Top UK general admits he knew psychotic effects of malaria drug... but still let soldiers take it
In an interview with the BBC on Tuesday, the former general said he had been aware of the effects of Lariam on his own son Bertie, who suffered physical and mental side effects after taking it in Africa.
“He became extremely depressed, not the person that he would normally be – a very bubbly, personable sort of individual.
“He got very withdrawn, and we got very worried about him,” the ex-general said.
This compelled him to refuse to take it while serving in the military, instead opting for an ‘anything but that’ approach due to what he recognized as the drug’s “pretty catastrophic” potential.
“Because Bertie had that effect, whenever I’ve needed anti-malarial drugs, I’ve said, ‘I’ll take anything, but I’m not taking Lariam.’”
However, Dannatt’s men didn’t get the same choice, and were forced to take Lariam because the drug’s effects – which can include severe long-term mental health issues – had not yet been worked out.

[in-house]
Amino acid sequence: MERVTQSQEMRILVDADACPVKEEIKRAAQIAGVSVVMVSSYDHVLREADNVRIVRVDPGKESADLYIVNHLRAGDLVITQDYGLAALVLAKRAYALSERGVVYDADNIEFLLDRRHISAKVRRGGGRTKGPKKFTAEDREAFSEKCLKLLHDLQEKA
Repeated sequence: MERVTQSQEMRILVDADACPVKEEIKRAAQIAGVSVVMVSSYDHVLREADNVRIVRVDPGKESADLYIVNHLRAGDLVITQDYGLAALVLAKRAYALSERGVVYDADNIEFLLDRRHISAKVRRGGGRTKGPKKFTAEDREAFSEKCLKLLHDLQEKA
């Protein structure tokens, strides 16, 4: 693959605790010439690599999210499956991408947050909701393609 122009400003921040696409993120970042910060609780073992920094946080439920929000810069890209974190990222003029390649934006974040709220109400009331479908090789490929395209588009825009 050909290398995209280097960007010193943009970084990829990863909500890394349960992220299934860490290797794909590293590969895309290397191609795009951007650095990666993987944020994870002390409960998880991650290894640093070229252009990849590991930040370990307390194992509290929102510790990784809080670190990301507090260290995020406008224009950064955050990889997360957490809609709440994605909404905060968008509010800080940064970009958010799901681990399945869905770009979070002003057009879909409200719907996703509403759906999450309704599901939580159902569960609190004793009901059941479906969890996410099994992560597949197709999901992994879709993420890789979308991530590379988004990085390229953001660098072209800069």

Dannatt said he was “quite content to say sorry” to those troops who had taken Lariam. They had been given it because the military “hadn’t reached a settled view on whether Lariam was more beneficial or harmful” at the time.
Military doctors prescribed more than 17,000 troops with the drug – also known as Mefloquine – between April 2007 and March 2015. It is one of a range of drugs and the military maintains it is used for specific theaters where particular types of malaria threaten troops’ health.
Lariam is already banned in the US. A UK Defence Committee report fell short of scrapping the drug in May 2016.
In 2012, Dr Remington Nevin, a US Army epidemiologist whose research found the drug could be toxic to the brain, told the Daily Mail: “Mefloquine is a zombie drug. It’s dangerous, and it should have been killed off years ago.”